This past Sunday marked the 105th anniversary of the founding of the ANC. Originally called the South African Native National Congress (SANNC), the political organisation was formed on the 8th January 1912, in response, in part, to the Natives Land Act which once passed into law would create separate reserves for black people, and prohibit the sale of land in white areas to non-whites.
John Langalibalele Dube, after whom Dr Langalibalele Dube Street in Durban is now named, was the founding president of the SANNC. John Dube was born at the Inanda mission station on the 22nd February 1871 to James and Elizabeth Dube. His father was a Zulu chief in the AmaQadi tribe, but was also a pastor, and due to conflict between western missionary education and the traditional African way of life, Reverend James Dube relinquished his role as chief.
John followed in his father’s footsteps becoming an ordained priest at the age of 28, but his first love was always education, and by the time he had completed his studies at the Union Missionary Seminary in New York, Dube had already established his first school. It was his belief that self-reliance achieved through education was essential to the black man’s search for political and economic freedom, and unlike most missionary schools, John Dube’s first school located in the Umkhomazi Valley, encouraged learners to read in their own language.
Having returned to South Africa after his studies, Dube went on to set up the Zulu Christian Industrial Institute in August 1990, which was later renamed the Ohlange Institute. In the same year he also established links with like-minded leaders to form the Natal Native Congress (NNC). The NNC marked the beginning of Dube’s commitment to political action. The concerns of the NNC centred around:
- Unobstructed land ownership
- Parliamentary representation
- Free trade
- Freedom from enforced labour
In 1903 Dube established the first indigenous Zulu newspaper, Ilanga Lase Natal, using the newspaper to expose racial injustices executed by the South African government and to educate black people on their rights. Occasionally the newspaper would feature editorials and articles in English. Dube hoped in this way to keep the white government connected to popular black opinion at the time.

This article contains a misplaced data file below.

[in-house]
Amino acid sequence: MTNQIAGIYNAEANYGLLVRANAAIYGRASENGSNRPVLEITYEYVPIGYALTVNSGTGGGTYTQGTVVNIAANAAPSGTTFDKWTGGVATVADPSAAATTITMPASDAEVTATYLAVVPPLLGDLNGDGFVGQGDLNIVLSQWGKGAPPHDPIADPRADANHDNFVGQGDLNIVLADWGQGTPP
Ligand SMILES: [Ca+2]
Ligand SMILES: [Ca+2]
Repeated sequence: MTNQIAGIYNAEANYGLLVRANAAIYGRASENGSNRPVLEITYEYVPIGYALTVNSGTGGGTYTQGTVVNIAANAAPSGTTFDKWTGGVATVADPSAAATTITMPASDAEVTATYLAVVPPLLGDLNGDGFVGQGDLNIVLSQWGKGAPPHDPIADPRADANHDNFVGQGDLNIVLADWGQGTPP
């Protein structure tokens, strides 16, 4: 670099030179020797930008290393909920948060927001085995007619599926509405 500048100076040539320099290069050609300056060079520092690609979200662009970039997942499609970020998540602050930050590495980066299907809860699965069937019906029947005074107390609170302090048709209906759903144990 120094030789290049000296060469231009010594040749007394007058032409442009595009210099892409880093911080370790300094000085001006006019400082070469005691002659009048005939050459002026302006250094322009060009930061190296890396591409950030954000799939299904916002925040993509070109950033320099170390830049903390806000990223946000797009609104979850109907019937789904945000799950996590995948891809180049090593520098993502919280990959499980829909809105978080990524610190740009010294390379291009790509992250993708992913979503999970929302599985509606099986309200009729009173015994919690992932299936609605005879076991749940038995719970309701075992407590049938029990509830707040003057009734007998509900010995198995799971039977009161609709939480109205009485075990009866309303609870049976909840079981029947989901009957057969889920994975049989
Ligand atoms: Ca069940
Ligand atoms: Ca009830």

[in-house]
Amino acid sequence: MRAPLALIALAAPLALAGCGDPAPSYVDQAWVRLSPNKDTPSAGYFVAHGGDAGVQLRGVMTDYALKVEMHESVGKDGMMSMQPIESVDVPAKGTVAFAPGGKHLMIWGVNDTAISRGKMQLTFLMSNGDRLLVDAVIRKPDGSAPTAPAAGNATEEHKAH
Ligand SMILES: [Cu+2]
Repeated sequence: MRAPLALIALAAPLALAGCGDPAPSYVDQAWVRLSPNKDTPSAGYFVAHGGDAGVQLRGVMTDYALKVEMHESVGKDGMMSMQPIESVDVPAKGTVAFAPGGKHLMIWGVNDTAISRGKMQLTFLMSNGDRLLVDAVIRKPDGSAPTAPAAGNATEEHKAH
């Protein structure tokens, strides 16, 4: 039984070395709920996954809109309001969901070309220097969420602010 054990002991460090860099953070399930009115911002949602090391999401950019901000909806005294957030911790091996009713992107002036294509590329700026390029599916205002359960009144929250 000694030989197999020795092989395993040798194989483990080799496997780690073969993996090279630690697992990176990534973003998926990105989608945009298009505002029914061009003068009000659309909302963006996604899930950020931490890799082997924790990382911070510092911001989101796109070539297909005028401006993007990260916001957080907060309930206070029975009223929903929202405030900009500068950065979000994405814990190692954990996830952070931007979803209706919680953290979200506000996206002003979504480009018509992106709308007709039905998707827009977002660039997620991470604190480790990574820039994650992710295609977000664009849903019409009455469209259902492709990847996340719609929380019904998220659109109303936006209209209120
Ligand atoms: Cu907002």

Over the next few years tensions arose between Dube and the white missionaries. Ilanga attacked the missionaries’ views on land allotment, and their general failure to defend African interests. In 1908 Dube resigned from the pastorate of Inanda, continuing to use the newspaper to petition the government against proposed legislation that would severely limit the rights of black Africans. Political agitation against the Natives Land Act continued, and on the 8th January 1912 several hundred members of South Africa’s educated African elite met at Bloemfontein to establish the South African Native National Congress (renamed the African National Congress in 1923), with John Dube being elected as president in the same year.
During his time as president of the SANNC Dube was instrumental in improving the status of black women, especially those involved in the domestic work sector, and acted as a mediator in women’s dealings with the Department of Native Affairs. Dube also advocated for an association with coloured people, while urging for unity amongst the black population through the removal of provincial bodies, which functioned as separate entities.
In 1914 Dube was one of the delegates who went to London to protest against the Natives Land Act, but this delegation caused some controversy within the SANNC. It was believed that Dube had made some compromises on the principle of segregation, and he was ousted from the presidency of the SANNC in 1917.
John Dube carried on his fight for the minimalised rights of Africans over the following decades, with a continued focus on the education of black boys and girls. He represented Natal on the Native Representative Council from 1936 until his death on the 11th February 1946.